Assuntos
Infecções por Papillomavirus , Vacinas contra Papillomavirus , Pais , Instituições Acadêmicas , Cobertura Vacinal , Vacinação , Humanos , Vacinas contra Papillomavirus/administração & dosagem , Quebeque , Projetos Piloto , Feminino , Infecções por Papillomavirus/prevenção & controle , Cobertura Vacinal/estatística & dados numéricos , Criança , Masculino , Pais/psicologia , Inquéritos e Questionários , Vacinação/estatística & dados numéricos , Vacinação/psicologia , Adolescente , Programas de Imunização , Aceitação pelo Paciente de Cuidados de Saúde/estatística & dados numéricos , Conhecimentos, Atitudes e Prática em Saúde , Serviços de Saúde Escolar , Hesitação Vacinal/estatística & dados numéricos , Hesitação Vacinal/psicologia , Adulto
20.
Nat Commun ; 15(1): 3679, 2024 May 01.
Artigo em Inglês | MEDLINE | ID: mdl-38693149

RESUMO

HPV vaccination with concomitant HPV-based screening of young women has been proposed for faster cervical cancer elimination. We describe the baseline results of a population-based trial of this strategy to reduce the incidence of HPV. All 89,547 women born 1994-1999 and resident in the capital region of Sweden were personally invited to concomitant HPV vaccination and HPV screening with 26,125 women (29.2%) enrolled between 2021-05-03 and 2022-12-31. Baseline HPV genotyping of cervical samples from the study participants finds, compared to pre-vaccination prevalences, a strong decline of HPV16 and 18 in birth cohorts previously offered vaccination, some decline for cross-protected HPV types but no decline for HPV types not targeted by vaccines. Our dynamic transmission modelling predicts that the trial could reduce the incidence of high-risk HPV infections among the 1994-1998 cohorts by 62-64% in 3 years. Baseline results are prevalences of HPV infection, validated transmission model projections, and power estimates for evaluating HPV incidence reductions at follow-up (+/-0.1% with 99.9% confidence). In conclusion, concomitant HPV vaccination and HPV screening appears to be a realistic option for faster cervical cancer elimination. Clinicaltrials.gov identifier: NCT04910802; EudraCT number: 2020-001169-34.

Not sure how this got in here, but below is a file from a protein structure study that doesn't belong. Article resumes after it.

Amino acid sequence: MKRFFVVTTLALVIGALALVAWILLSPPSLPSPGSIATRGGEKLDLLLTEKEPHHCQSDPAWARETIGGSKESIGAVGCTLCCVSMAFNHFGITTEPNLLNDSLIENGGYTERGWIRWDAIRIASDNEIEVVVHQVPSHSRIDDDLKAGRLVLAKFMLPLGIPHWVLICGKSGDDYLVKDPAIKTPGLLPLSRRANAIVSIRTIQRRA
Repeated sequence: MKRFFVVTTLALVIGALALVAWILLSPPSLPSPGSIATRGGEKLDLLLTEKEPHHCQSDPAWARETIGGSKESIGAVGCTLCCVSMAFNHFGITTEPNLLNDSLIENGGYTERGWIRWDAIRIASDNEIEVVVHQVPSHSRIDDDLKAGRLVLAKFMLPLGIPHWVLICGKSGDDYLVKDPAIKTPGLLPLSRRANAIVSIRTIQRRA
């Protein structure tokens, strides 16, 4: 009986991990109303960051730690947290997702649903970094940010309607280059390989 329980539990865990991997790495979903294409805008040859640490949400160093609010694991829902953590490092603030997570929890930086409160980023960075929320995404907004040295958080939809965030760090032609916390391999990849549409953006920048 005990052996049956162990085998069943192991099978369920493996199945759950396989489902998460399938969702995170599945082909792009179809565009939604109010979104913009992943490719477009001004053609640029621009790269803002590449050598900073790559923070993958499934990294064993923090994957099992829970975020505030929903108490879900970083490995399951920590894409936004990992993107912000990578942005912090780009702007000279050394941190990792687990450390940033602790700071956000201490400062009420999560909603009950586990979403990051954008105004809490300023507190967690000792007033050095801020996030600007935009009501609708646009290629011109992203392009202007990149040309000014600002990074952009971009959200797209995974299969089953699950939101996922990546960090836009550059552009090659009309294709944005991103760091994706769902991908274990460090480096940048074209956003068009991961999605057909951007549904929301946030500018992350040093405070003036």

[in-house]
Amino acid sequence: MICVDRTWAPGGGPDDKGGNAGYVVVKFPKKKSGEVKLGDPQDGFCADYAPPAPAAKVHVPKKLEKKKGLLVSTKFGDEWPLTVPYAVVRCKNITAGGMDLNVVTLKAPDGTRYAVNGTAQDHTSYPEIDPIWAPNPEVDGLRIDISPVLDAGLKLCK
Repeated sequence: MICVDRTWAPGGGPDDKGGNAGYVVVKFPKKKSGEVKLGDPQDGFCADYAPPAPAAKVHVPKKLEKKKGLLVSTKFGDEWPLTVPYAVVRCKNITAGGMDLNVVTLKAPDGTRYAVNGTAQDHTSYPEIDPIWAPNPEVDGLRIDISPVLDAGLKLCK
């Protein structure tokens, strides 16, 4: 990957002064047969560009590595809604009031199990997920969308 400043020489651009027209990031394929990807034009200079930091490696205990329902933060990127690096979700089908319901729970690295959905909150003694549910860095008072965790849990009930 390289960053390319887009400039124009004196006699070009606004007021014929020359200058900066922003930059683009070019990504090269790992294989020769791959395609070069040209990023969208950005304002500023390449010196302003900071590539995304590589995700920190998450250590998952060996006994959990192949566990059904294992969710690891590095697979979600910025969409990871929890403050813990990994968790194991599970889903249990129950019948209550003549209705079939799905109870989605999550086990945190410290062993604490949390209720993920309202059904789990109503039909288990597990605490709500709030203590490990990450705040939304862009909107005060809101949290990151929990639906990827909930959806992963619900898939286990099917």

Assuntos
Infecções por Papillomavirus , Vacinas contra Papillomavirus , Neoplasias do Colo do Útero , Humanos , Feminino , Neoplasias do Colo do Útero/prevenção & controle , Neoplasias do Colo do Útero/virologia , Neoplasias do Colo do Útero/epidemiologia , Infecções por Papillomavirus/epidemiologia , Infecções por Papillomavirus/prevenção & controle , Infecções por Papillomavirus/virologia , Vacinas contra Papillomavirus/imunologia , Vacinas contra Papillomavirus/administração & dosagem , Vacinas contra Papillomavirus/uso terapêutico , Adulto , Suécia/epidemiologia , Adulto Jovem , Vacinação , Adolescente , Incidência , Programas de Rastreamento , Prevalência , Pessoa de Meia-Idade , Detecção Precoce de Câncer , Papillomavirus Humano 16/genética , Papillomavirus Humano 16/imunologia , Papillomavirus Humano 18/genética , Papillomavirus Humano 18/imunologia , Papillomavirus Humano